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Editorial: Who Knows Where Or When...

The Nassau County Department of Health reported the first confirmed case of West Nile virus (WNV) in a Nassau County resident this year.

It stated that the individual is an adult female over the age of 70 who resides in the Town of Oyster Bay. She became ill with symptoms consistent with West Nile virus on Friday, July 27, was hospitalized and is now recovering.

This newspaper called the DOH to find out in which area the victim lived. As an East Norwich resident, I have felt more or less safe sitting in front of our house drinking coffee on a summer morning – when we felt two mosquito bites. I wanted to find out how safe I was, and where the infected person lived.

Interestingly we discovered that the DOH will not give the location of the person who received the mosquito bite because of NYS privacy laws. Therefore the DOH will not tell where the person was infected nor their name or age.

We also learned an interesting lesson in that the person may have been exposed to the virus somewhere else. The DOH’s message to the public is that standing water is a problem and the best thing they can do is be concerned for their personal protection themselves.

In past years towns have been specifically located, but the DOH spokesperson said, “It doesn’t mean that is where they got the virus. Usually people who go outdoors are those who get the virus. People who get around.  It is important to be proactive.”

She said the typical house mosquito flies in a radius of around 200 feet from your home.

When I mentioned I had heard the south shore had been sprayed for the virus, she added that Bayville too had been sprayed. She said they did robo-calls to Bayville to alert residents that they were spraying to prevent West Nile Virus.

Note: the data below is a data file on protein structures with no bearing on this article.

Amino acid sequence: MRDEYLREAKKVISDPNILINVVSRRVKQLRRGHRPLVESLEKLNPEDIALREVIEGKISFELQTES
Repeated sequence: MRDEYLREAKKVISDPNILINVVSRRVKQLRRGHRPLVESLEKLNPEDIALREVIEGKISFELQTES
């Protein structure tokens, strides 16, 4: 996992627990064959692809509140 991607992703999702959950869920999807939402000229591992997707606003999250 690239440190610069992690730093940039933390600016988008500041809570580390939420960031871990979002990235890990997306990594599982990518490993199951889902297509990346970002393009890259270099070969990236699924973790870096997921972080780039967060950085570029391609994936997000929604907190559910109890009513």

The DOH sent out a press release with helpful information. It said, “To date, 58 mosquito pools have tested positive for West Nile virus in Nassau County this year. Nassau County departments of Health and Public Works will continue their mosquito control efforts by inspecting breeding sites and, when indicated, conducting localized ground treatment to control mosquitoes that may be carrying West Nile virus. Mosquito surveillance will continue at 42 trap sites located throughout the county.”

The Nassau County DOH offers the following tips to help eliminate mosquito breeding and prevent the spread of mosquito-borne diseases such as West Nile virus:

• Remove or empty standing water from children’s outdoor toys, flowerpots, garbage cans, pails, or any object that can hold water.

• Make sure roof gutters drain properly.

• Keep swimming pools chlorinated and their covers free of stagnant water.

• Change the water in birdbaths every two or three days.

• Install window and door screens and keep them in good repair.

• Consider wearing long sleeves, pants, socks and mosquito repellent (according to directions) if outdoors when mosquitoes are active, especially in the late afternoon and evening hours.

• Decorative ponds and water features should be circulated or chlorinated if they do not contain fish to prevent mosquito breeding.

For mosquito, stagnant water, or drainage problems, call the Nassau County Department of Public Works at: 571-6900. Additional West Nile virus information may be found on the Nassau County Department of Health website at Look up agencies, and click on health to find the information.